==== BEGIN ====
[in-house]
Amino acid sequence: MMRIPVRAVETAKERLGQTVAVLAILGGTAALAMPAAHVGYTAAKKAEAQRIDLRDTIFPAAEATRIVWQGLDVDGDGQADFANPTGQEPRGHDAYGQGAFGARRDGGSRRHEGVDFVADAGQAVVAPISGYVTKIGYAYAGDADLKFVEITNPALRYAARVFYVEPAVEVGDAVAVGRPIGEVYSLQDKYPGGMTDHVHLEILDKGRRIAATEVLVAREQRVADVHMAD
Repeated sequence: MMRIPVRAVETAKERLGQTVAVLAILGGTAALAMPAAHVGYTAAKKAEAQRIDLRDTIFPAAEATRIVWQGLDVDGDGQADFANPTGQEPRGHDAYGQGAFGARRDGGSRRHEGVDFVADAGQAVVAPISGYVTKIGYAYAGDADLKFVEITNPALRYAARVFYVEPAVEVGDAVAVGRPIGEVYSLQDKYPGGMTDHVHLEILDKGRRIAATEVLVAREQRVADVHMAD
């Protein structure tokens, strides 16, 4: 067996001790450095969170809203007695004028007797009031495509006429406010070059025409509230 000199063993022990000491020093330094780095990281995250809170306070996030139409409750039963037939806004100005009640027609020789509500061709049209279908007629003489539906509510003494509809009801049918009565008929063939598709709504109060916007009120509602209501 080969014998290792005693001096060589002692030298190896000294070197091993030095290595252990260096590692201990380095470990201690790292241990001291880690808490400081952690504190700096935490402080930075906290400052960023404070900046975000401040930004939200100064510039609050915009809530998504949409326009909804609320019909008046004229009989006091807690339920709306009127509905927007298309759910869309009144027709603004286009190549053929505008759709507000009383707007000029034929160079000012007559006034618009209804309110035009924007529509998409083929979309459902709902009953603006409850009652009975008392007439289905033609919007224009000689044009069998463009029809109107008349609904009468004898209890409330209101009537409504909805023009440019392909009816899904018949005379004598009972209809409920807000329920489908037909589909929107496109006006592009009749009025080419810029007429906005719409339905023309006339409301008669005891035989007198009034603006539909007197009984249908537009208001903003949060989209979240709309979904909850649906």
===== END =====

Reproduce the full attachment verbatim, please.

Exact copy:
[in-house]
Amino acid sequence: MMRIPVRAVETAKERLGQTVAVLAILGGTAALAMPAAHVGYTAAKKAEAQRIDLRDTIFPAAEATRIVWQGLDVDGDGQADFANPTGQEPRGHDAYGQGAFGARRDGGSRRHEGVDFVADAGQAVVAPISGYVTKIGYAYAGDADLKFVEITNPALRYAARVFYVEPAVEVGDAVAVGRPIGEVYSLQDKYPGGMTDHVHLEILDKGRRIAATEVLVAREQRVADVHMAD
Repeated sequence: MMRIPVRAVETAKERLGQTVAVLAILGGTAALAMPAAHVGYTAAKKAEAQRIDLRDTIFPAAEATRIVWQGLDVDGDGQADFANPTGQEPRGHDAYGQGAFGARRDGGSRRHEGVDFVADAGQAVVAPISGYVTKIGYAYAGDADLKFVEITNPALRYAARVFYVEPAVEVGDAVAVGRPIGEVYSLQDKYPGGMTDHVHLEILDKGRRIAATEVLVAREQRVADVHMAD
């Protein structure tokens, strides 16, 4: 067996001790450095969170809203007695004028007797009031495509006429406010070059025409509230 000199063993022990000491020093330094780095990281995250809170306070996030139409409750039963037939806004100005009640027609020789509500061709049209279908007629003489539906509510003494509809009801049918009565008929063939598709709504109060916007009120509602209501 080969014998290792005693001096060589002692030298190896000294070197091993030095290595252990260096590692201990380095470990201690790292241990001291880690808490400081952690504190700096935490402080930075906290400052960023404070900046975000401040930004939200100064510039609050915009809530998504949409326009909804609320019909008046004229009989006091807690339920709306009127509905927007298309759910869309009144027709603004286009190549053929505008759709507000009383707007000029034929160079000012007559006034618009209804309110035009924007529509998409083929979309459902709902009953603006409850009652009975008392007439289905033609919007224009000689044009069998463009029809109107008349609904009468004898209890409330209101009537409504909805023009440019392909009816899904018949005379004598009972209809409920807000329920489908037909589909929107496109006006592009009749009025080419810029007429906005719409339905023309006339409301008669005891035989007198009034603006539909007197009984249908537009208001903003949060989209979240709309979904909850649906």